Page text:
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View Full Version : Is 3D under valued? OT Business Stuff



badllarma
08-16-2006, 12:41 AM
Hi all,
Well I've been running my business on a very part time bases for a while now and have decided to really start pushing things to get the work in.

So besides 3D I've worked in the photographic industry for a long time and so though about pushing the two within my business model. 3D and Photography/Video/DVD

So I've a couple of general questions to you all.

1) By having two sides to my business model does it look less professional than just concentrating on the one type of business?

2) After looking at photographic rates in my local area (Manchester, UK) I'm seeing of charges of 600 - 800 @ daily rates which is way above what I was considering for my 3D work!
So as a commercial service / product do you think 3D is under valued in comparison to other creative industries? Or have I got my targets set way too low for 3D rates?
And I have seen the guide rates of cirtain London high end 3D studios (@ a guide price of 2000.00 a day) but as I'm not near there level I was thinking something more realistic.

Would be intrested to hear peoples thoughts on this matter.

BazC
08-16-2006, 01:42 AM
I think it depends on what you're doing. I work as a 2d and 3d illustrator, mainly for childrens books and magazines plus more "grown up" publications (wildlife identification guides and scientific work) In this field photographers seem to be paid much more than illustrators for some reason.

On the other hand, if your're doing animation or FX work for TV I'm sure you'd be paid a lot more. What you really need to do is find out what others are charging for the kind of work you intend to do (not easy) or get an agent who does all this tricky stuff for you! :D

StereoMike
08-16-2006, 03:22 AM
Funny, had a similar talk with a friend lately.
The guy in the shop next to his office is one of the best food photographers in Germany (as he told me) and can charge up to 3000 Euro per day.
Thinking about that - broken down to a plain per hour rate won't make much sense (compared to our rates).
You know, there are some articles about "How to know what to charge" and the like floating around, and they always say, you have to consider, that you won't have jobs 100% of your workingtime. There can be 3 months in row without job, so you have to charge an amount, that would compensate this.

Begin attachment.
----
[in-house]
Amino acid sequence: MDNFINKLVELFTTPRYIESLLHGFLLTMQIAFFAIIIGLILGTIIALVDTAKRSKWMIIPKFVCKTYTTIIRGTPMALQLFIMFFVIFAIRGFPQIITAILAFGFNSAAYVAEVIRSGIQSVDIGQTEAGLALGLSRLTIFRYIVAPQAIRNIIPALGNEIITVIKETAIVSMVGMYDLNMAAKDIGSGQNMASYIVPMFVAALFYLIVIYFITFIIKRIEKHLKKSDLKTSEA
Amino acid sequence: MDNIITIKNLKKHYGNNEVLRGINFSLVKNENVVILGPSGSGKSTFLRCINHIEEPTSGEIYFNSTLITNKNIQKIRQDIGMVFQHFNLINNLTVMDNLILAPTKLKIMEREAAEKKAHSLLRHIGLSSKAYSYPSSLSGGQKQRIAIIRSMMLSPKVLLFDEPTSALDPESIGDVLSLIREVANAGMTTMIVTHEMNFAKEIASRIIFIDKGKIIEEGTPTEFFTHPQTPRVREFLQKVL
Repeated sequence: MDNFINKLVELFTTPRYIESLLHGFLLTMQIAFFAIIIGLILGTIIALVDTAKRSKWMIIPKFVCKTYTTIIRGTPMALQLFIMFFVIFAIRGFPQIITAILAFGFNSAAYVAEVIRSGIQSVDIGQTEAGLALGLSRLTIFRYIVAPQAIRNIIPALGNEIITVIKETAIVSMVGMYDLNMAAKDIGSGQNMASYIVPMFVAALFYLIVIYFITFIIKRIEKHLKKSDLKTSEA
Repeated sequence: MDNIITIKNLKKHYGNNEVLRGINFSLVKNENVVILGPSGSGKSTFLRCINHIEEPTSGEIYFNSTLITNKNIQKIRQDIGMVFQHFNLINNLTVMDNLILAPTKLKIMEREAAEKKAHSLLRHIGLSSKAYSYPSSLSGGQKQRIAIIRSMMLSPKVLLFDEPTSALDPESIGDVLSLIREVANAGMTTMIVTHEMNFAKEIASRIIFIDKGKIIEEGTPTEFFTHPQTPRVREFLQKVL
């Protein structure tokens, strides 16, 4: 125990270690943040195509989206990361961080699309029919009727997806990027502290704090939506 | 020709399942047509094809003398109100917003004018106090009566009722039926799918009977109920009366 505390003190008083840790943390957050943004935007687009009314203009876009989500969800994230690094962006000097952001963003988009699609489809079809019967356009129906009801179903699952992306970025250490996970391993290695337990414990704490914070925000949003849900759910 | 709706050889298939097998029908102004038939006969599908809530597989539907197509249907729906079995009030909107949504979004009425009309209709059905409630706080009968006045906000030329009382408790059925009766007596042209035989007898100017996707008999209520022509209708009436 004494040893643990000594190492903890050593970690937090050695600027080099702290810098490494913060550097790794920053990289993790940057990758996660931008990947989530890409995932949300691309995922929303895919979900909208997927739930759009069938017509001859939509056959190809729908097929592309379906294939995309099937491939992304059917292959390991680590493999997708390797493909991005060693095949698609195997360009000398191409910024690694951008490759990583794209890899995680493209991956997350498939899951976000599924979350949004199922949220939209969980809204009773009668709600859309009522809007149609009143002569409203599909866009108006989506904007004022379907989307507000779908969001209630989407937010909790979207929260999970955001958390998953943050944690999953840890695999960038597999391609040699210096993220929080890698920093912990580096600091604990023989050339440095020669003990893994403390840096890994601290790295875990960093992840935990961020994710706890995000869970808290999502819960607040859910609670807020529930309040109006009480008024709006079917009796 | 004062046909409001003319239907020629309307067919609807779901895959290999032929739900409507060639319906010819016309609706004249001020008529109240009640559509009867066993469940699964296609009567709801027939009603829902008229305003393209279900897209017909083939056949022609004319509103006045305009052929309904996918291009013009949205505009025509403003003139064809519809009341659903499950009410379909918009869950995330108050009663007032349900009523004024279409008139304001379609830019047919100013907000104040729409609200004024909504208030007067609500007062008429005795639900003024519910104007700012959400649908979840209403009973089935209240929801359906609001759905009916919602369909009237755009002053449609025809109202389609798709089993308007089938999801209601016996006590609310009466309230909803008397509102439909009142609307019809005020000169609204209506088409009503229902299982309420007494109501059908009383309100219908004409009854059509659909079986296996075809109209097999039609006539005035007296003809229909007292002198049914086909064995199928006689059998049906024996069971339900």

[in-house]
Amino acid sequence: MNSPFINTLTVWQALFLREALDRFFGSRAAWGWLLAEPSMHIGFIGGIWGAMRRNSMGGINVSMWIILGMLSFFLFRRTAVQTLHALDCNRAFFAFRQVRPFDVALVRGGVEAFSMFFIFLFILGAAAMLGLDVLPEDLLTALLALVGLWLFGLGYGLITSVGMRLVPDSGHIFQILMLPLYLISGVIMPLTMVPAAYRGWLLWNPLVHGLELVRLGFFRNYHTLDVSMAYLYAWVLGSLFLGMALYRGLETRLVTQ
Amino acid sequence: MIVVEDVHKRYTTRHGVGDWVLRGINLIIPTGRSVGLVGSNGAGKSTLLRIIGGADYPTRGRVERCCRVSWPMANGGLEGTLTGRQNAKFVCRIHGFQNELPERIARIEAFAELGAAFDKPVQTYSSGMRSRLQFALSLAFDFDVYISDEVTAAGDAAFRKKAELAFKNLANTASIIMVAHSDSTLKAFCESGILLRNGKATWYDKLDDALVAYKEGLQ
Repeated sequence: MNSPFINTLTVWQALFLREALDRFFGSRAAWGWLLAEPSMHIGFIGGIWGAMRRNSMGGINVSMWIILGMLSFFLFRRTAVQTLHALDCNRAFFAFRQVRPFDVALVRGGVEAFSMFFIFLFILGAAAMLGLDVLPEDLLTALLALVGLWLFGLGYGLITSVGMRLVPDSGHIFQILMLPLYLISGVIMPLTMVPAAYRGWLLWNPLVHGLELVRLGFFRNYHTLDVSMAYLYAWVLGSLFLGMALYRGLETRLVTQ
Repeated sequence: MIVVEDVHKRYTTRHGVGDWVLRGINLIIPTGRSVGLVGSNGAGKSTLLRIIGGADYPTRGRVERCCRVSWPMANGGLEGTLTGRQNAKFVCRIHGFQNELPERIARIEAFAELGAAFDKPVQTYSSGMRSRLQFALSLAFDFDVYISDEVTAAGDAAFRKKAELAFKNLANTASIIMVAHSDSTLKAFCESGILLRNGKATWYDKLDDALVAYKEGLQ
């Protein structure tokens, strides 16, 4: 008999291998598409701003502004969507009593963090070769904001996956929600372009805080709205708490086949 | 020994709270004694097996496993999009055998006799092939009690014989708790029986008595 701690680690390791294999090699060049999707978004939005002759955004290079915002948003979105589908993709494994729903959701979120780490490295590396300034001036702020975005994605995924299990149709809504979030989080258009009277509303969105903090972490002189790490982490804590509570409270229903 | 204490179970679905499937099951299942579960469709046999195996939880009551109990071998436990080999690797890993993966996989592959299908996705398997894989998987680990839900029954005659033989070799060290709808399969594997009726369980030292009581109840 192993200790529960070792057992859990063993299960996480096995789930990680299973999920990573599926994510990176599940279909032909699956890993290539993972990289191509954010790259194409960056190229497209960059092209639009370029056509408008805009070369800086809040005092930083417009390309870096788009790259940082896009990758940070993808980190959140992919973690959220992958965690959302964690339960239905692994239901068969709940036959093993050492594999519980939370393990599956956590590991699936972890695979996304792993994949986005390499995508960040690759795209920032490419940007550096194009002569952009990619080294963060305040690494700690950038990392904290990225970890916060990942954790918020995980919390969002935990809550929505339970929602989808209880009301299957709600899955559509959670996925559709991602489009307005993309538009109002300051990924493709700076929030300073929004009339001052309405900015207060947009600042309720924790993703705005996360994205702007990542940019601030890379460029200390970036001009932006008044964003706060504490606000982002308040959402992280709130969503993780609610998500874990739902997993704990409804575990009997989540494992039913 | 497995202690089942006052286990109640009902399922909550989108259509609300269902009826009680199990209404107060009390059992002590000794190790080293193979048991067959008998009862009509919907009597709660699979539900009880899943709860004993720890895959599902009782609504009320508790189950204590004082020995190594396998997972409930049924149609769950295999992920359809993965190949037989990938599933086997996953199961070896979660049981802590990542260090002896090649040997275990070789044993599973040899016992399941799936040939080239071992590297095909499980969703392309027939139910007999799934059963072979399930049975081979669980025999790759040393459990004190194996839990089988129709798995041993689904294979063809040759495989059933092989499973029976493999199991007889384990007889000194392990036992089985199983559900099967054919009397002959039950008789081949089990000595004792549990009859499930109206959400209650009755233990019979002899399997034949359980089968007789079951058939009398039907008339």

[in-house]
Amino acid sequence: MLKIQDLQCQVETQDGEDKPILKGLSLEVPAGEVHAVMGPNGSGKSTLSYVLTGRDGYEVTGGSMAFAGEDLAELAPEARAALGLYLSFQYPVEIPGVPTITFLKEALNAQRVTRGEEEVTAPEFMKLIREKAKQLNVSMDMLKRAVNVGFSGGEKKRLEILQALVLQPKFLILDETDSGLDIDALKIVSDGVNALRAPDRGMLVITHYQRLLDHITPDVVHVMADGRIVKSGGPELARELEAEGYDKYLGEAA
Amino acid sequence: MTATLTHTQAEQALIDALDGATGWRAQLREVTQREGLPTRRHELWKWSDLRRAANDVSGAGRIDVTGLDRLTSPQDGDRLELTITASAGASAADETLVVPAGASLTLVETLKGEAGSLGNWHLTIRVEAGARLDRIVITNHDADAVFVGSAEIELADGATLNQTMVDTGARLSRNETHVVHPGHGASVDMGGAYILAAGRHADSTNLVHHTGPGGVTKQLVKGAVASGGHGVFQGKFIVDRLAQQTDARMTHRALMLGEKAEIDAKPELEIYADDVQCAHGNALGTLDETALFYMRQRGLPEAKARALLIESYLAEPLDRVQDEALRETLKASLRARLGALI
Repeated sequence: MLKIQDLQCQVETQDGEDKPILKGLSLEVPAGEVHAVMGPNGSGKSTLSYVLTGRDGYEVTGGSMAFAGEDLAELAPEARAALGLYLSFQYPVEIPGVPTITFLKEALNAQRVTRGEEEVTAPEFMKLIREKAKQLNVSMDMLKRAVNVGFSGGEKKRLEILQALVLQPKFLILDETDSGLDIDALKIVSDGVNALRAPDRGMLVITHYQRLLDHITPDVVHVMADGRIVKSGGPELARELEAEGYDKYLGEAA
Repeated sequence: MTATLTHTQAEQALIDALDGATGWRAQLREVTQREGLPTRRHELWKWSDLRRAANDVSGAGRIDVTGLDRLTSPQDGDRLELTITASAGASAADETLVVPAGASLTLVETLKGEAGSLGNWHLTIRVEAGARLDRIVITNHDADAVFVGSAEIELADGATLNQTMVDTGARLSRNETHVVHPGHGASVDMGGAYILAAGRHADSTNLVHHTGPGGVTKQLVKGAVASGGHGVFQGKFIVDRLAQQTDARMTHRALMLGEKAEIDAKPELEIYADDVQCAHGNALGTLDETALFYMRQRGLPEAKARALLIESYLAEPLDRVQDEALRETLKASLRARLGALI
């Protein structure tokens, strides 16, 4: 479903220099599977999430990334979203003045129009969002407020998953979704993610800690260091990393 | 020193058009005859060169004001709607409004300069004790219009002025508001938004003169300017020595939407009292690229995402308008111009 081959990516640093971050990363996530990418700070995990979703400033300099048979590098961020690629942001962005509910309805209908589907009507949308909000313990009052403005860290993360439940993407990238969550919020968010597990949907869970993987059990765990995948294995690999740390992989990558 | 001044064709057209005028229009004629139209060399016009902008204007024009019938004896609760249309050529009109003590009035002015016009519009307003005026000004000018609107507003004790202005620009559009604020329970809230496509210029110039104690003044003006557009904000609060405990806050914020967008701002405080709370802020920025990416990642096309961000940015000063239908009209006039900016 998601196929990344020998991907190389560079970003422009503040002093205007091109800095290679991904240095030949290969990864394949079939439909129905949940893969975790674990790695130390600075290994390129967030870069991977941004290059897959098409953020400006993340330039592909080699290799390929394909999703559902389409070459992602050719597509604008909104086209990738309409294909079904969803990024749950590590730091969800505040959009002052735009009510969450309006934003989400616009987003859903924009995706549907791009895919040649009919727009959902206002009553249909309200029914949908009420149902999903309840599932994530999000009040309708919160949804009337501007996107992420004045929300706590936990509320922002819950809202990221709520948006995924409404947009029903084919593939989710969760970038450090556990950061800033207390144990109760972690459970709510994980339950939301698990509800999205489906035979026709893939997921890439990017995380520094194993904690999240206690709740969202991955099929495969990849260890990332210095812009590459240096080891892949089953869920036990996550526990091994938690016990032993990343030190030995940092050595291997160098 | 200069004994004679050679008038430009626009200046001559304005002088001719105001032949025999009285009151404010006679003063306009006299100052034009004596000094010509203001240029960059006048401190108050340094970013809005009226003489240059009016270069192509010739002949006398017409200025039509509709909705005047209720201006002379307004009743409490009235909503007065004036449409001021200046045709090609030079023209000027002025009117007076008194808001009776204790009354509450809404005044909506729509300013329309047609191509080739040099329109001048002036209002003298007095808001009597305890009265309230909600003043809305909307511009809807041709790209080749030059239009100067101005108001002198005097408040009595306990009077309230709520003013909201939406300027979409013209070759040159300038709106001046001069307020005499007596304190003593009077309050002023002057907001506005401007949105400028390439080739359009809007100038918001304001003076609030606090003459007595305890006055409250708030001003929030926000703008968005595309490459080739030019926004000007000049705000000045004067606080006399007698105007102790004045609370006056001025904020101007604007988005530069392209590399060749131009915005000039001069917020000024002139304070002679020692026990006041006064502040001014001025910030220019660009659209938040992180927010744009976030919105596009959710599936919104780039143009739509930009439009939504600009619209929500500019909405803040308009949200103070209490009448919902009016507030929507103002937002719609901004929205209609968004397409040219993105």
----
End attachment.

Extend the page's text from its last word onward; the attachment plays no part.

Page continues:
Maybe in the first year, you will only get 50% workload, so charge accordingly. The longer a job will take the more you can offer a discount, cause your charges base on just some jobs that won't exeed 6 month altogether. With one job lasting 3 month you already have half of your workload/year safe.

Now back to the photgrahper: I doubt he works 2 month in a row for a 3000 Euro rate. If things work out very well he gets two of these heavy jobs a month. Even if he gets more: he has the rates of his expensive equipment to pay (hassleblad etc).
In the end, this particular guy will have more money per month, but only because he's very good.
The average photographer isn't a rich man, is he?

Mike

[edit]
In the end you want to make a living with 3D. So charging too less will get you sooner or later into trouble. Surely, it will get you some first jobs, but it's very difficult to tell these clients a year later, that from now on, you must charge twice as much... (so if you want to get into with low prices to get some reference projects, maybe don't pick your favorite company for this...)
Figure out, how much you need and then do the rates.

starbase1
08-16-2006, 03:45 AM
Yep, photography work is notoriously unreliable in terms of a steady income. There is a strong tendency for photographers to try and milk whatever work they can get...

Take a look at what they charge for photographing a wedding - with VERY expensive costs per print and a very small number of photos provided back on top of that. And it's all about as formulaic as you can get.

There's a lot of photographers out there, and not a lot of regular work for them.

Having said that, there's nothing to stop you taking advantage of some photography work to top up your 3d income. And as for professional looking to do more than one thing, just pick a name that makes you look like a larger company, or refer to yourself as 'a team of specialists'!

Lies, dam lies, and adverts!
:D

I'm also wondering if there are useful ways to combine your skills in a single product or market - for example by offering CGI titling or something...

Bog
08-16-2006, 04:20 AM
Everyone always wants The Matrix for the price of a box of matches. It's an ongoing battle, one not helped by these misconceptions:

1) The computer does it all.

2) LightWave is cheap therefore the animator running it should be, too.

3) 3D animation is IT, not art.

*grumble*

ingo
08-16-2006, 04:54 AM
......
1) By having two sides to my business model does it look less professional than just concentrating on the one type of business?.....


It depends if your two businesses will fit together. I have started with CAD support and ArchViz which worked not very well together. For CAD support you have to be on the phone or in the clients office, for ArchViz i had to sit in front of the screen.
So thats why i do now ArchViz only, but i make occasionally some photos myself for the photomontages. Daily rates are roughly the same here for architectural photographers or archviz guys.

Bog
08-16-2006, 05:05 AM
Actually, I have to say that the clients who *know* how disciplined and involved 3D is but insist on pretending that they don't to each new freelancer who walks in the door are the worst. And also the type who tend to see a lot of new freelancers.

*darker muttering*

starbase1
08-16-2006, 05:24 AM
I'm really not sure how this misconception is to blame...